Cardfight Coalition

Creative Deck Strategy: Sacred Impcantations

Let’s talk about Ritual Summoning and how the mechanic shines in today’s game. Extenders for days anyone?

Blaze your Path Forward:

Before I begin and walk through the card design of Ritual monsters, let’s take a second to talk about the theme that this article intends to spotlight and showcase – the Nephthys. The forgotten archetype from our last Deck Build Pack is very unique, a Ritual-centric theme that employs Link monsters and lots of destructive capabilities. However, since basically all of the archetype members need to be destroyed and then wait until your next Standby Phase to activate their effects, it is seen by many to be way to slow. The original phoenix, Sacred Phoenix of Nephthys, still blazes as the shining star of the deck, wiping the backrow each turn before you begin your Ritual plays, but is it enough? Is this theme really as slow as duelists have categorized the theme? Before we can tackle these looming questions and since this archetype does not work optimally when played purelet’s discuss how Ritual monsters have evolved over the years and how we get to the card design of the Nephthys monsters today.

History of Ritual Monster Design:

If you are interested in just jumping to the deckbuild and strategy of Nephthys/Impcantations, you can skip this entire spoilered section. Otherwise, feel free to enjoy the history as we build up to how Ritual monsters are designed today, since that clearly has influenced the direction of the current options available to our build.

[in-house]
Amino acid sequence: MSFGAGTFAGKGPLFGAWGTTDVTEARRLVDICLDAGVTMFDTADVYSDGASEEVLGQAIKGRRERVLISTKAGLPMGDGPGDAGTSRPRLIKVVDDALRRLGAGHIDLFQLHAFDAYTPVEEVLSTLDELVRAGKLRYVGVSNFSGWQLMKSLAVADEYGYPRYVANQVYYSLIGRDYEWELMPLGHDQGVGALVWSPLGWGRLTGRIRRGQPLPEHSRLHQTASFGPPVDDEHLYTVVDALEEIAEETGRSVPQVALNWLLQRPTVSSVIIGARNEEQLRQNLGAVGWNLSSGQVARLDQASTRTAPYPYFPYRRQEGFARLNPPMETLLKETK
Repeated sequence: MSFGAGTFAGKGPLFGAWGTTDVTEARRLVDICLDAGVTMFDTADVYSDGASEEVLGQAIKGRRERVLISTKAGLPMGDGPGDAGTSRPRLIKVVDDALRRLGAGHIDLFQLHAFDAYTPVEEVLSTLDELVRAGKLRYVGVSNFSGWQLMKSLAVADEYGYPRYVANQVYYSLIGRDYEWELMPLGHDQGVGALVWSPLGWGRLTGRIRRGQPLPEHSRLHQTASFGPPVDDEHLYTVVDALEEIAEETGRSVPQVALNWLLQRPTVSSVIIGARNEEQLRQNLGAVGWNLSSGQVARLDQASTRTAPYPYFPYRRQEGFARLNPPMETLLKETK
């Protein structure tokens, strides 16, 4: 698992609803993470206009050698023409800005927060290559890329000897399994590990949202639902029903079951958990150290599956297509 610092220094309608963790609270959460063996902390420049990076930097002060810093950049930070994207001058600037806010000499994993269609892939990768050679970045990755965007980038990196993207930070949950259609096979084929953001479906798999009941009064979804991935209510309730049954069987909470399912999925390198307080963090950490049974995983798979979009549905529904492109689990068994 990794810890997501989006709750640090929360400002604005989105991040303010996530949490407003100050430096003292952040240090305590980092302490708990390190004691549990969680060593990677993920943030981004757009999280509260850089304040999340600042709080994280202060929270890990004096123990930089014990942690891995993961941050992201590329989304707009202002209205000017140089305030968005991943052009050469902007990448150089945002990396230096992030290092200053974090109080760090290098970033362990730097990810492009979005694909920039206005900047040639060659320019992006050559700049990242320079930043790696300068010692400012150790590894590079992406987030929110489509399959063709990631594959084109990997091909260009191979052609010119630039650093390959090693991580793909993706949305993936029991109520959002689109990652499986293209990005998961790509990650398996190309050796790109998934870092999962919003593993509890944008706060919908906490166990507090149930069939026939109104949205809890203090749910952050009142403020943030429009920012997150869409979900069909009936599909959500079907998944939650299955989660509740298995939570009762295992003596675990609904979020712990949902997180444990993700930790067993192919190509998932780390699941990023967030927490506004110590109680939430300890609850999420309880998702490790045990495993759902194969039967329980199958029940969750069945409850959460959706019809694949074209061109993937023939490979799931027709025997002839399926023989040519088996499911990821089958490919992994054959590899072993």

Spoiler

It all began near the dawn of the game, when Spell Ruler (Originally called Magic Ruler) was released. Relinquished was the star of the show, stealing your opponent’s best monsters then turning their power against your opponent as its own. But there was one major issue with a Ritual Strategy – Relinquished was literally the only Ritual monster with an effect. In a time where Special Summons were rare and required significant resources, the power budget of the original Rituals were exclusively tied to their ATK power and ‘ease’ of summoning. Compared to a two-tribute boss monster like Blue-Eyes White Dragon or Dark Magician, all you had to do was get a couple of cards in your hand to unlock a powerful monster. But it was that precise ‘getting two cards to the hand’ that was the second major hurdle for Ritual Summoning to shine, because even though Senju of the Ten Thousand Hands and Sonic Bird existed, running a weaker monster just to search combo pieces did not work out too well.